• Stand with your feet shoulder-width apart. Slightly move back your left leg until only your toes are touching the floor.
  • Contract the muscles in the back of your left leg to lift your heel toward your buttocks.
  • Slowly control your left leg as you lower it back to its starting position.
  • Repeat the exercise between eight and 12 times. Take rest and repeat the exercise in your right leg.

3. Squats

Squats can strengthen the front of your legs and your buttocks as well. You don’t have to squat deeply to be effective.

  • Start with your feet hip-width apart. Rest your hands lightly on a sturdy piece of furniture for balance.
  • Bend at your knees to slowly squat down. Keep your back straight and lean forward slightly, feeling your legs working.
  • Do Squats only until your thighs are parallel to the ground.
  • Tighten your buttocks to return to your standing position.
  • Repeat this exercise 8 to 12 times.

4. Foot stomps

The goal of exercise to reduce osteoporosis is to challenge the critical areas of your body that osteoporosis most commonly affects, such as your hips. One way to challenge your hip bones is through the foot stomps.

  • While standing, stomp your foot, by imagining you are crushing an imaginary can underneath it.
  • Repeat it four times on one foot, then repeat the exercise on the other foot.
  • Hold a railing or a piece of furniture if you have difficulty maintaining your balance.

5. Shoulder lifts

You’ll also need weights or a resistance band to do shoulder lifts. You can do this activity from either a standing or seated position.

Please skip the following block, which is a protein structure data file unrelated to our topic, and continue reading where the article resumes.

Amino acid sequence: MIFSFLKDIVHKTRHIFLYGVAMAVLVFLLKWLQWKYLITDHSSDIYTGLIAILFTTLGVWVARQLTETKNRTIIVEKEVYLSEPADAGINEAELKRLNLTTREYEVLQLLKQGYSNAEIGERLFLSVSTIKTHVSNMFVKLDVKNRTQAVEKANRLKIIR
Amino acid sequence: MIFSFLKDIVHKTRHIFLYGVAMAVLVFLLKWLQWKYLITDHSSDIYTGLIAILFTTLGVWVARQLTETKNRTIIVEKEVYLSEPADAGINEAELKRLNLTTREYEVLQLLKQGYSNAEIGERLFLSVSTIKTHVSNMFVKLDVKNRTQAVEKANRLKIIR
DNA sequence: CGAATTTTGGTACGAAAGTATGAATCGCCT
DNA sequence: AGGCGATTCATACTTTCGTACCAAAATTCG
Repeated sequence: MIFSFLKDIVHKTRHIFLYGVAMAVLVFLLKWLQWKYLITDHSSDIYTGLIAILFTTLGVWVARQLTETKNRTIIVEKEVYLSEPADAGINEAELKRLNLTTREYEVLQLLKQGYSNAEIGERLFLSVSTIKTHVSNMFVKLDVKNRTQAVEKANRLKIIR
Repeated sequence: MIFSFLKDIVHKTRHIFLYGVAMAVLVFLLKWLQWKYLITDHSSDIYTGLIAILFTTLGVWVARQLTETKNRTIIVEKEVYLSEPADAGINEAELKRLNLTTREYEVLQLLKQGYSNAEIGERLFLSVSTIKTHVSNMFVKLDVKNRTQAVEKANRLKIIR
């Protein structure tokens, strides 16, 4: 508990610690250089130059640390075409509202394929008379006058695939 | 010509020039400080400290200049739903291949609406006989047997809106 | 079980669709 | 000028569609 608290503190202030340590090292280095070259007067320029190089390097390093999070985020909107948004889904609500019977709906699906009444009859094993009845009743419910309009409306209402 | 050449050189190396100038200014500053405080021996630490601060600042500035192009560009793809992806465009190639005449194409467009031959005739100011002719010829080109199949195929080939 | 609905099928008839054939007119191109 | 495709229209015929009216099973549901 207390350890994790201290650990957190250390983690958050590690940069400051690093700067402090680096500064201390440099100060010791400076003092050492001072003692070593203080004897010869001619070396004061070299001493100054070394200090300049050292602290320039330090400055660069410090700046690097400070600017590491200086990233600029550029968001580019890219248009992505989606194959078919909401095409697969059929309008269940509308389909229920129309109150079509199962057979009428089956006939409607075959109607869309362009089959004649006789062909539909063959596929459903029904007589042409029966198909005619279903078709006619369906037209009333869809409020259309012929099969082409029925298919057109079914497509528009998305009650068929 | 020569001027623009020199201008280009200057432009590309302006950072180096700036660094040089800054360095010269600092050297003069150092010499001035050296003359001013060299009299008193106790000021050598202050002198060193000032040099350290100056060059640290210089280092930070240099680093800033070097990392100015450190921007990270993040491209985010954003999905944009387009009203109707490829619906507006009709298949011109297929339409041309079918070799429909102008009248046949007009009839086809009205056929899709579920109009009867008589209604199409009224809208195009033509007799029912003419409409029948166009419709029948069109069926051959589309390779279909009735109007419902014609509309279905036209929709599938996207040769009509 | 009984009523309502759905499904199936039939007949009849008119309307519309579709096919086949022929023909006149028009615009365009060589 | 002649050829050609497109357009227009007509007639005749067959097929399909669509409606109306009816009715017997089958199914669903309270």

• Take a dumbbell in each hand. Or step on a resistance band while holding an end in each hand.
  • Start with your arms and hands at your sides.
  • Slowly raise your arms out straight before you, but don’t lock your elbow.
  • Lift to a comfortable height, but it should not be higher than shoulder level.
  • Repeat it eight to 12 times, then rest and repeat it for the second set, if it is possible. 

6. Hip leg lists

This exercise strengthens the muscles around your hips and enhances your balance. Place your hand on heavy furniture to improve your balance as needed.

  • Start with your feet hip-width apart. Shift your weight to the other side of your leg.
  • Flex your right foot and keep your right leg straight as you lift it to the other side, no more than 6 inches off the ground.
  • Lower your right leg.
  • Repeat it to 8 to 12 times. Return to your standing position and repeat it with the other leg.

7. Ball sit

This activity can promote balance and strengthen your abdominal muscles. It should be performed with a giant exercise ball. You should also have someone to act as a spotter to help you maintain your balance.

  • Sit on the activity ball with your feet flat on the floor.
  • Keep your back as straight as possible while maintaining your balance.
  • If you can, hold your arms out at your sides, palms facing forward.
  • Hold the position as long as for one minute, if possible. Stand, rest, and repeat the exercise up to two more times.
Need Help?
Seraphinite AcceleratorOptimized by Seraphinite Accelerator
Turns on site high speed to be attractive for people and search engines.